(1994; 115 pages) [French] [Spanish]
Many prescribers have a problem in reading everything they would like. The reasons are lack of time and - in industrialized countries - the sheer volume of materials mailed to them. It's wise to adopt a strategy to use your time as efficiently as possible.
You can save time when reading clinical journals by identifying at an early stage articles which are worth reading, through the steps listed below.
1. Look at the title to determine if it appears interesting or useful to you. If not, move on to the next article.
2. Review the authors. The experienced reader will know of many authors whether they generally provide valuable information or not. If not, reject the article. If the authors are unknown, give them the benefit of the doubt.
3. Read the abstract. The main point here is to decide whether the conclusion is important to you. If not, reject the article.
4. Consider the site to see if it is sufficiently similar to your own situation, and decide whether the conclusion may be applicable to your work. For example, a conclusion from research in a hospital may not be relevant for primary care. If the site differs too much from your own situation, reject the article.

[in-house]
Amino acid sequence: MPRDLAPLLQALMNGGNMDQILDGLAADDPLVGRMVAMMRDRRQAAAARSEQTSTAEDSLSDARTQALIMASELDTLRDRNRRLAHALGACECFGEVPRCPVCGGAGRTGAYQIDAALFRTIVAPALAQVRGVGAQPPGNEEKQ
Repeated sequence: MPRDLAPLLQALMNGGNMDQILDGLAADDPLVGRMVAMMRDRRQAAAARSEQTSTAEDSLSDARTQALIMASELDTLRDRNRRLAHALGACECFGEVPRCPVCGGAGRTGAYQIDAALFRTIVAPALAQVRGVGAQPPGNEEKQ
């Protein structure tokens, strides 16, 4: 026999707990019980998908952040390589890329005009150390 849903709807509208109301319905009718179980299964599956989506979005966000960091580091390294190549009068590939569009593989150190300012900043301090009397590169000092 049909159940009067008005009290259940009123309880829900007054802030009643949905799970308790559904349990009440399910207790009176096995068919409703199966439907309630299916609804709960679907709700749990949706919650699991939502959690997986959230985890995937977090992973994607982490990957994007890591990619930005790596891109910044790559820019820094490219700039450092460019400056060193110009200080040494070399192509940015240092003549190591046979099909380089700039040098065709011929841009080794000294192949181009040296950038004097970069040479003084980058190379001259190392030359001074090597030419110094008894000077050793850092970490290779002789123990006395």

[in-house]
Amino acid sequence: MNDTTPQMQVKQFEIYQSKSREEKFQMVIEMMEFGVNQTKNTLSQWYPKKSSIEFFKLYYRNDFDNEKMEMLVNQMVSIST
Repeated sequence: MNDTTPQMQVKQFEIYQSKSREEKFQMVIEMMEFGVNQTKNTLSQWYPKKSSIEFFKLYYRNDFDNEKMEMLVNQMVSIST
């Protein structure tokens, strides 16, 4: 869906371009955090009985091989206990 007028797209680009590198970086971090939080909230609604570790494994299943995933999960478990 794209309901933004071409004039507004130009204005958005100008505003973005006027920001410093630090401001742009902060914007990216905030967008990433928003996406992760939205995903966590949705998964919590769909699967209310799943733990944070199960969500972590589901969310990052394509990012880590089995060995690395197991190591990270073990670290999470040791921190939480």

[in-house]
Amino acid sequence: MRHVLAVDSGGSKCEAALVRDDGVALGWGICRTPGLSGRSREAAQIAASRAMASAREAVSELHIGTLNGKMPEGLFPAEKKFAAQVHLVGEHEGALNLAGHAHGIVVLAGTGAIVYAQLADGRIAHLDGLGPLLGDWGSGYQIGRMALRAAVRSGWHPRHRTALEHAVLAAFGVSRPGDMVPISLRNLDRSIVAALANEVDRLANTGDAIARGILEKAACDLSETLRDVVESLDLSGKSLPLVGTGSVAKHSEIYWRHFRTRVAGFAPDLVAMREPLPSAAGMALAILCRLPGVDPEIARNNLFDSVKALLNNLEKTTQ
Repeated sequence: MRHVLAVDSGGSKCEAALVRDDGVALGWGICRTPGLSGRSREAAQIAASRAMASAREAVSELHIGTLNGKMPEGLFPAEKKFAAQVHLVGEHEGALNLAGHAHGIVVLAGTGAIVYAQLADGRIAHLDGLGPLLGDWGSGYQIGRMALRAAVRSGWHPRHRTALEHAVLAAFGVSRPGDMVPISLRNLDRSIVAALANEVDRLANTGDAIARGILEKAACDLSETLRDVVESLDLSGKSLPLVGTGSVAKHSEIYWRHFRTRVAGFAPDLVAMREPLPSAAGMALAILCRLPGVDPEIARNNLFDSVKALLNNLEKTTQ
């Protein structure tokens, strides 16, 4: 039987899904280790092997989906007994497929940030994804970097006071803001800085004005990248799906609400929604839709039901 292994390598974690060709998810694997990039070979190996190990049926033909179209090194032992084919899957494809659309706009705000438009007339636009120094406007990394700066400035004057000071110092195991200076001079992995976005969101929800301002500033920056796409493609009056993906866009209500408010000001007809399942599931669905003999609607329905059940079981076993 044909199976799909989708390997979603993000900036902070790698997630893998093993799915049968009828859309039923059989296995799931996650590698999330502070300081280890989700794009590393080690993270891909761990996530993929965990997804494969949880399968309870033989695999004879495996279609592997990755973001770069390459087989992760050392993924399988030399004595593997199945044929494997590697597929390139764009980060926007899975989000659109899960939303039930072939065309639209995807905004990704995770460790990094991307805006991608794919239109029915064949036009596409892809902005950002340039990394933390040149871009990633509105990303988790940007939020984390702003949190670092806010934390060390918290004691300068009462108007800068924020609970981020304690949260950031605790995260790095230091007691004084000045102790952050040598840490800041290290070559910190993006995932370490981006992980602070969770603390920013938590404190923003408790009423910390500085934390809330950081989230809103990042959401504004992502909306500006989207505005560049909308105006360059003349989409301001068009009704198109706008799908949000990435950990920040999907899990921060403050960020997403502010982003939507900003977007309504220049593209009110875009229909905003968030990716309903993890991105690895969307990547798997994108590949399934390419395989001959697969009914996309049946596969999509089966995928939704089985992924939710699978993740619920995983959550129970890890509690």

5. Check the ‘materials and methods’ section. Only by knowing and accepting the research method can you decide whether the conclusion is valid.
6. Check the references. If you know the subject you will probably be able to judge whether the authors have included the key references in that field. If these are missing, be careful.
It is beyond the scope of this book to go into the details of how reports on clinical trials should be assessed, but a few general principles are given here. Generally, only randomized, double-blind clinical trials give valid information about the effectiveness of a treatment. Conclusions drawn from studies of other design may be biased.
Second, a complete description of a clinical trial should include (1) the patients in the trial, with number, age, sex, criteria for inclusion and exclusion; (2) administration of the drug(s): dose, route, frequency, checks on non-adherence to treatment, duration; (3) methods of data collection and assessment of therapeutic effects; and (4) a description of statistical tests and measures to control for bias.
Finally you should look at the clinical relevance of the conclusion, not only its statistical significance. Many statistical differences are too small to be clinically relevant.
Sometimes conflicting evidence is presented by different sources. If in doubt, first check on the methodology, because different methods may give different results. Then look at the population studied to see which one is more relevant to your situation. If doubts remain, it is better to wait and to postpone a decision on your P-drug choice until more evidence has emerged.